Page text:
Boeing is set to be the first private company to receive a formal order to fly NASA crewmembers to the International Space Station. Given the vicissitudes of spaceflight development, however, its competitor SpaceX could wind up as first to serve the new market.

With Sierra Nevada Corp.’s bid protest in the hotly contested commercial-crew competition rejected, the two winners—and their NASA customer—are opening up about how they will meet the U.S. space agency’s plan to cede low-Earth-orbit operations to commercial operators while it moves on to a “proving ground” at the Moon for eventual human travel to Mars.

Some details of the Commercial Crew Transportation Capability (CCtCap) program remain hidden behind a proprietary curtain. But the agency says an “apples-to-apples” average puts the cost per seat of a U.S. commercial flight to the ISS at $58 million, $18 million less than the cost of a seat on Russia’s Soyuz capsule under NASA’s latest contract with the Russian space agency Roscosmos.

That figure apparently is based on two missions each to the space station, the minimum under the $6.8 billion CCtCap award announced last September—for as many as six missions each—and confirmed Jan. 5 with the Government Accountability Office’s dismissal of the Sierra Nevada protest (AW&ST Sept. 22, 2014, p. 24; Jan. 12, p. 57). A redacted version of the GAO decision released Jan. 20 puts the total cost of CCtCap at $4.8 billion, suggesting the watchdog agency used the minimum number of missions in calculating the bids entered by the three companies.

For that $58 million per seat, NASA will be able to fly four crew to and from the ISS in the Boeing CST-100 and SpaceX Dragon, plus some high-value cargo. Like the Russian Soyuz, the vehicles will be able to remain at the space station for six month to serve as lifeboats for the crews they carry.

“When Boeing and SpaceX are flying our four crews, the International Space Station crew will be able to double the amount of science it is able to do during a crew week,” says Kathy Lueders, NASA’s commercial crew program manager. “Right now about 40 hr. a week [are] dedicated to science and research. [When] SpaceX and Boeing are flying our four crew, that amount can go up to 80 hr. a week.”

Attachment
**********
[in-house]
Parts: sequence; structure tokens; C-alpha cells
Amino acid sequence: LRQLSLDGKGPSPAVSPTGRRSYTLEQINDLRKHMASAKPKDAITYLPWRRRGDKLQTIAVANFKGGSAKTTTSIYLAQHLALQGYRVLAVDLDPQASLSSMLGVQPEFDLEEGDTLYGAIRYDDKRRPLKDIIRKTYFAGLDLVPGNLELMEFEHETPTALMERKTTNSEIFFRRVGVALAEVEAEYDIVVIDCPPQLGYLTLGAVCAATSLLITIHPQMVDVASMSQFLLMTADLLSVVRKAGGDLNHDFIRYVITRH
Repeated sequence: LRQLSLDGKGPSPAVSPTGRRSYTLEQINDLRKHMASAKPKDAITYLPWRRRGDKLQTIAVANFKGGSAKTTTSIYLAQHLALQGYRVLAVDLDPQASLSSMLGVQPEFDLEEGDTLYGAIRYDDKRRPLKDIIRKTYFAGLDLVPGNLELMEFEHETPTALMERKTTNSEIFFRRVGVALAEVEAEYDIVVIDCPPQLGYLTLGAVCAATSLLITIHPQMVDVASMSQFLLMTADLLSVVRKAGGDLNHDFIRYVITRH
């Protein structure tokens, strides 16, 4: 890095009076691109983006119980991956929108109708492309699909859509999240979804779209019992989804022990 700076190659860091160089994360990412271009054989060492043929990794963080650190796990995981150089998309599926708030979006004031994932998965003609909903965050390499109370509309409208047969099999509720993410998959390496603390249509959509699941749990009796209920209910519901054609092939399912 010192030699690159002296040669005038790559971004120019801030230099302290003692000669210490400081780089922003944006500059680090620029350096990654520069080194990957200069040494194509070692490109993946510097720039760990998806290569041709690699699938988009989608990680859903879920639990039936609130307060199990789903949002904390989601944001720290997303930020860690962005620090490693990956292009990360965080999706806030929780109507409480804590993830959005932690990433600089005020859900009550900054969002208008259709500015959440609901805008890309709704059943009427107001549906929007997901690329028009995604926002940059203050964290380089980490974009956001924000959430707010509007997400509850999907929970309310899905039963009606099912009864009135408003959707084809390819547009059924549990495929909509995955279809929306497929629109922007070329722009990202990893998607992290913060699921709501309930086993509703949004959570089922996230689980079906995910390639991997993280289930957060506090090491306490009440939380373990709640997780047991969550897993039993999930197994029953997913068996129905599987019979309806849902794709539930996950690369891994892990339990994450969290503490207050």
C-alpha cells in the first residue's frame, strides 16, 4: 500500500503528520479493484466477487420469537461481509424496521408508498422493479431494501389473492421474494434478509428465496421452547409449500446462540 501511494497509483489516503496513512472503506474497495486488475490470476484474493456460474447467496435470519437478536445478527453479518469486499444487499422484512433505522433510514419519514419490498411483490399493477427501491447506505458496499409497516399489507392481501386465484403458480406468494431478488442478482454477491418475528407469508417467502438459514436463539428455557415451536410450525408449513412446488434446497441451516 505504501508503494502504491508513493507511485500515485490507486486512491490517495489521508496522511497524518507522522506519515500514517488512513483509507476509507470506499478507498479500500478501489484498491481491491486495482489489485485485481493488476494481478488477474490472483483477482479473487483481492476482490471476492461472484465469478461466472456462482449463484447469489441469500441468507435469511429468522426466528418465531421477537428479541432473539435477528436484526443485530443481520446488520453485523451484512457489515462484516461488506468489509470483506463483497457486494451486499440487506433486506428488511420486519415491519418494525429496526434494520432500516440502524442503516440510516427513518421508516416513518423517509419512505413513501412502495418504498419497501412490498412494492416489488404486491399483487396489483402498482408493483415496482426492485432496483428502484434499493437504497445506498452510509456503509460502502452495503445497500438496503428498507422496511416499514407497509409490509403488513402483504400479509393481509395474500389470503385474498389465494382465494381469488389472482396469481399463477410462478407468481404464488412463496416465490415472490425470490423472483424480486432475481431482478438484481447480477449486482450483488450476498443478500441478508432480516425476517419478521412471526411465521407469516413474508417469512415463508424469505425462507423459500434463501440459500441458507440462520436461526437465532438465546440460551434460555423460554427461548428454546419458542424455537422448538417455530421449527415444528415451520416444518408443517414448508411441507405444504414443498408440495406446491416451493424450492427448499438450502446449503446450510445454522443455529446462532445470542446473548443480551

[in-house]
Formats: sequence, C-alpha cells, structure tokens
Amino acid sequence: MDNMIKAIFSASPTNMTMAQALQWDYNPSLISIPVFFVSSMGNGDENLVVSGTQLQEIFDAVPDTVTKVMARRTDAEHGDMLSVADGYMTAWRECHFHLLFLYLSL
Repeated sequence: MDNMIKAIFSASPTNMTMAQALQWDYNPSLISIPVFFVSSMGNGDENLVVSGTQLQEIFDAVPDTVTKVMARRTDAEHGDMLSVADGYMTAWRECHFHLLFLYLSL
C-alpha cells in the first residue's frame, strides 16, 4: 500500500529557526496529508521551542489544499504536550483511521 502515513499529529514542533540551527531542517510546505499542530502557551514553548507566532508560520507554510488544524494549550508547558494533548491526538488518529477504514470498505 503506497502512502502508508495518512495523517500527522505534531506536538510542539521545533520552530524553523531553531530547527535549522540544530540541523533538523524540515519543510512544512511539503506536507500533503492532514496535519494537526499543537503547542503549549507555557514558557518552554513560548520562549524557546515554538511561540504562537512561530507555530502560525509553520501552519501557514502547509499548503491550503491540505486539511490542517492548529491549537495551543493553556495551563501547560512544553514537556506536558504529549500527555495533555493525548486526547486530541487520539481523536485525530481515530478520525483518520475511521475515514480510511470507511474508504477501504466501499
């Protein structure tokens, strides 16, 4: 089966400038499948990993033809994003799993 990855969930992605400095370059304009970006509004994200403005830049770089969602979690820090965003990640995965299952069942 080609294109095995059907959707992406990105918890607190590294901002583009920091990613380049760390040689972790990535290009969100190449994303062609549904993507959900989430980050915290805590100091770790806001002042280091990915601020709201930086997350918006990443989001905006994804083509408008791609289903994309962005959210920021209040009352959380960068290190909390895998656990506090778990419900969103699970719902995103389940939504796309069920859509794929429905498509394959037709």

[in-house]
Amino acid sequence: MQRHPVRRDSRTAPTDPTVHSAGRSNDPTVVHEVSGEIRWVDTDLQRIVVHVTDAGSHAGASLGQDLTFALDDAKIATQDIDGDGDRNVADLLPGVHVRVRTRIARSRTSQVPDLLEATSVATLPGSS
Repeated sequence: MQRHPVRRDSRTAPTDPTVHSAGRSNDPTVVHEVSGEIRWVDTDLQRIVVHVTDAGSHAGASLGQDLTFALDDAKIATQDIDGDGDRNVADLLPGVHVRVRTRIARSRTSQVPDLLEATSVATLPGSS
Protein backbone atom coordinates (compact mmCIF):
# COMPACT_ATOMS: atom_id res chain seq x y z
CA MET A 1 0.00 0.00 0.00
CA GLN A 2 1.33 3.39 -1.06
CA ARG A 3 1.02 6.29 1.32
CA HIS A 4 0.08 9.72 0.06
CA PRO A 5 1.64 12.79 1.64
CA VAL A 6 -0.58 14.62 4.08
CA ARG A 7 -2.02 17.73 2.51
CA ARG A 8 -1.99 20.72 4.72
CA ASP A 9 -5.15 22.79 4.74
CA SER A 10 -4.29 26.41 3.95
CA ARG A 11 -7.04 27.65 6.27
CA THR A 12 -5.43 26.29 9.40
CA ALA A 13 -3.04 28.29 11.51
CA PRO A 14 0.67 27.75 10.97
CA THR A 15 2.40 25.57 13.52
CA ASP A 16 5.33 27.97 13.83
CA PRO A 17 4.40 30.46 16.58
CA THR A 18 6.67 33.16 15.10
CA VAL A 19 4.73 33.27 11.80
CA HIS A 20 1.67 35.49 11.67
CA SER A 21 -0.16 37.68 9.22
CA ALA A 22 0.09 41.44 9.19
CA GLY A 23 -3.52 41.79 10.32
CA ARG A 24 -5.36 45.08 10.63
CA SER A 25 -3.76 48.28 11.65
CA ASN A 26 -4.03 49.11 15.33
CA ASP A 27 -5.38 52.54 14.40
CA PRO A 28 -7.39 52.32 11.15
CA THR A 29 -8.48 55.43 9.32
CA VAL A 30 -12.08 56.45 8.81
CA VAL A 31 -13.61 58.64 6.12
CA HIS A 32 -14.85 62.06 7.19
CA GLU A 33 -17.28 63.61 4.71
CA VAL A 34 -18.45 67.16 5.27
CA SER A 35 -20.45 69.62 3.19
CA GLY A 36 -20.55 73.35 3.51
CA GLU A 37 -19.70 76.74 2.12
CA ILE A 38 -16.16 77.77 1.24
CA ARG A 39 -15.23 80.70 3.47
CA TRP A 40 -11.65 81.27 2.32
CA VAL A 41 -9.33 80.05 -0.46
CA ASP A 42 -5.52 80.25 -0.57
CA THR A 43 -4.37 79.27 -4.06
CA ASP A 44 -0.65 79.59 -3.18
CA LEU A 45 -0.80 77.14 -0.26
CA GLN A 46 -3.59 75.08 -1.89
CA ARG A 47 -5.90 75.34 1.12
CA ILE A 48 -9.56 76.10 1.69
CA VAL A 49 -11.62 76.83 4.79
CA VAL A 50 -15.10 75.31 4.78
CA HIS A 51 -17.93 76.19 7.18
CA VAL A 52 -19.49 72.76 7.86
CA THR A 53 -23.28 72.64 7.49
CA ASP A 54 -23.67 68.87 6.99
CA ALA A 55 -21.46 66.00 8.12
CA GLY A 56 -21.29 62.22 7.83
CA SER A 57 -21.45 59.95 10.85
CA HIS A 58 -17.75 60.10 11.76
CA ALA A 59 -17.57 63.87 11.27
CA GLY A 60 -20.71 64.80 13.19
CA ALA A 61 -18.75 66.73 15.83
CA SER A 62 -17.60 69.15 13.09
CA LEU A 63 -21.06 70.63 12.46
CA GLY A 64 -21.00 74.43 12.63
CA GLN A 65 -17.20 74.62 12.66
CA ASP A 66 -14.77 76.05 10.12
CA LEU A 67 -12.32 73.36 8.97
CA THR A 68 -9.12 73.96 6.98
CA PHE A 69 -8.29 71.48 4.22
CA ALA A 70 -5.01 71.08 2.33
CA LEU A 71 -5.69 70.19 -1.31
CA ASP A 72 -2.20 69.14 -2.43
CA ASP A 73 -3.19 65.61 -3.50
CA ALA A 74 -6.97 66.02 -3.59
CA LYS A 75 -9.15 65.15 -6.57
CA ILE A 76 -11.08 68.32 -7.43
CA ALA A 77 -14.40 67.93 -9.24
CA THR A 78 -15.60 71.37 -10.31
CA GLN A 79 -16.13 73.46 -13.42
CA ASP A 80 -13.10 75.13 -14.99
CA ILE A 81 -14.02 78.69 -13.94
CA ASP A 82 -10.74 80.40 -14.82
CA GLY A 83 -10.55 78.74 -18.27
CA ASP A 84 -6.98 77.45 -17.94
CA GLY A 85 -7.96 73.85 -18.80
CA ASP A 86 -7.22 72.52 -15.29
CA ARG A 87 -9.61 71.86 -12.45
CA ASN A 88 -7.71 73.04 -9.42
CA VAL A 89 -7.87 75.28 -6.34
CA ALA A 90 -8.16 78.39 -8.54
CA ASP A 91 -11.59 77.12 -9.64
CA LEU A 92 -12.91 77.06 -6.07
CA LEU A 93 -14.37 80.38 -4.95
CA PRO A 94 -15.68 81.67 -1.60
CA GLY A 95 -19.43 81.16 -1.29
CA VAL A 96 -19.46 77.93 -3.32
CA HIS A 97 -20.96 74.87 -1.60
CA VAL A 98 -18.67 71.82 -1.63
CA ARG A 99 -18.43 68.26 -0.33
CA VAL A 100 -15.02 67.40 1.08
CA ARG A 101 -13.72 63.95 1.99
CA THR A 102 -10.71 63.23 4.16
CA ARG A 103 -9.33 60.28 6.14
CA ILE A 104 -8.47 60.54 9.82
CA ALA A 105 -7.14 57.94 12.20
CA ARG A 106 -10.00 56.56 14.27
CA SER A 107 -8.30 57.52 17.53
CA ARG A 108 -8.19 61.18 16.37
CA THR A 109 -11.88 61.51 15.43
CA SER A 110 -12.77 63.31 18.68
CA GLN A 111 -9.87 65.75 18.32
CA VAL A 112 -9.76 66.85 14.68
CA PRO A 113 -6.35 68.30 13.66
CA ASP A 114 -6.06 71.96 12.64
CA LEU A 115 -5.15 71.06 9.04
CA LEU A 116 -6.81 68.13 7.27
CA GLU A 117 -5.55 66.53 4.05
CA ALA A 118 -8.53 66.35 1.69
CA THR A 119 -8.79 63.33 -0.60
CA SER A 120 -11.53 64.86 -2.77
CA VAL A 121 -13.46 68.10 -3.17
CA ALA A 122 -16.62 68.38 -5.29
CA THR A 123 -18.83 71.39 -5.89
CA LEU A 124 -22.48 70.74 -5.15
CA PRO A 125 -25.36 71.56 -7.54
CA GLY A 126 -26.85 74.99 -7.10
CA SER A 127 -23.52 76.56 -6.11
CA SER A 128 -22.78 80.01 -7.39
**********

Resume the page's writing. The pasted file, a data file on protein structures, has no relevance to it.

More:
The larger crew vehicles will permit the addition of a seventh crewmember to the station complement, and give the station partnership needed redundancy with the three-seat Soyuz. While the two private vehicles will give the U.S. its first domestic route to space for crews since the space shuttle was retired in 2011, the Soyuz will continue to fly and crews probably will continue to use all three vehicles regardless of their nationality, particularly in an emergency (AW&ST Oct. 6, 2014, p. 20).

“I can’t answer for Roscosmos, but I think if you were to talk to them, they’ve been involved with us all along,” says Administrator Charles Bolden, who keynoted a commercial crew kickoff event at Johnson Space Center, where NASA will train the station astronauts who use the new commercial vehicles. “They understand the critical importance of having redundancy in getting crew to orbit. If you ask me I think they’re going to be perfectly happy to get crews to orbit on a number of different vehicles. . . . Our intent is to fly mixed crews.”

Both companies passed their initial certification baseline reviews in December, which allows them to receive initial payouts to continue the development work they have been conducting with a combination of public and private funds under earlier Commercial Crew Development (CCDev) Space Act agreements. Leuders declined to reveal how much each received with the milestone, and the total development figures—like the mission prices—were redacted from the GAO decision document.